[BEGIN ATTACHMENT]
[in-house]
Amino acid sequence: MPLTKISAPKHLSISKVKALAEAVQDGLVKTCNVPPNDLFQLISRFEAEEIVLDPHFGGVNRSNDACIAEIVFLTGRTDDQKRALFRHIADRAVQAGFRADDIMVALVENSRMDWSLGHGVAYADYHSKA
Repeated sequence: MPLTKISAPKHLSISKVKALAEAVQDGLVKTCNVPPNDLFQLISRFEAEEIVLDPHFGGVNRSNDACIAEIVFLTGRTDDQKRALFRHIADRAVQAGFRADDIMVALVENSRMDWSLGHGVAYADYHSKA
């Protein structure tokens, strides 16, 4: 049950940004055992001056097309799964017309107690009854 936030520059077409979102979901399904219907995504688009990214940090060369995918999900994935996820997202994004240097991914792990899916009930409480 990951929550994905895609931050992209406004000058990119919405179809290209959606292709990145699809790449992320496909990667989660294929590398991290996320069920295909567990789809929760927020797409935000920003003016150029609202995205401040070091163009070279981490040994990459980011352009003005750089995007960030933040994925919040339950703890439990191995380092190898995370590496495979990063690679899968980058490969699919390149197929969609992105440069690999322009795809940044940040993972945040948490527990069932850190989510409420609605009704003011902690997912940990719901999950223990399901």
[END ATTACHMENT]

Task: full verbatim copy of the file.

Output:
[in-house]
Amino acid sequence: MPLTKISAPKHLSISKVKALAEAVQDGLVKTCNVPPNDLFQLISRFEAEEIVLDPHFGGVNRSNDACIAEIVFLTGRTDDQKRALFRHIADRAVQAGFRADDIMVALVENSRMDWSLGHGVAYADYHSKA
Repeated sequence: MPLTKISAPKHLSISKVKALAEAVQDGLVKTCNVPPNDLFQLISRFEAEEIVLDPHFGGVNRSNDACIAEIVFLTGRTDDQKRALFRHIADRAVQAGFRADDIMVALVENSRMDWSLGHGVAYADYHSKA
């Protein structure tokens, strides 16, 4: 049950940004055992001056097309799964017309107690009854 936030520059077409979102979901399904219907995504688009990214940090060369995918999900994935996820997202994004240097991914792990899916009930409480 990951929550994905895609931050992209406004000058990119919405179809290209959606292709990145699809790449992320496909990667989660294929590398991290996320069920295909567990789809929760927020797409935000920003003016150029609202995205401040070091163009070279981490040994990459980011352009003005750089995007960030933040994925919040339950703890439990191995380092190898995370590496495979990063690679899968980058490969699919390149197929969609992105440069690999322009795809940044940040993972945040948490527990069932850190989510409420609605009704003011902690997912940990719901999950223990399901």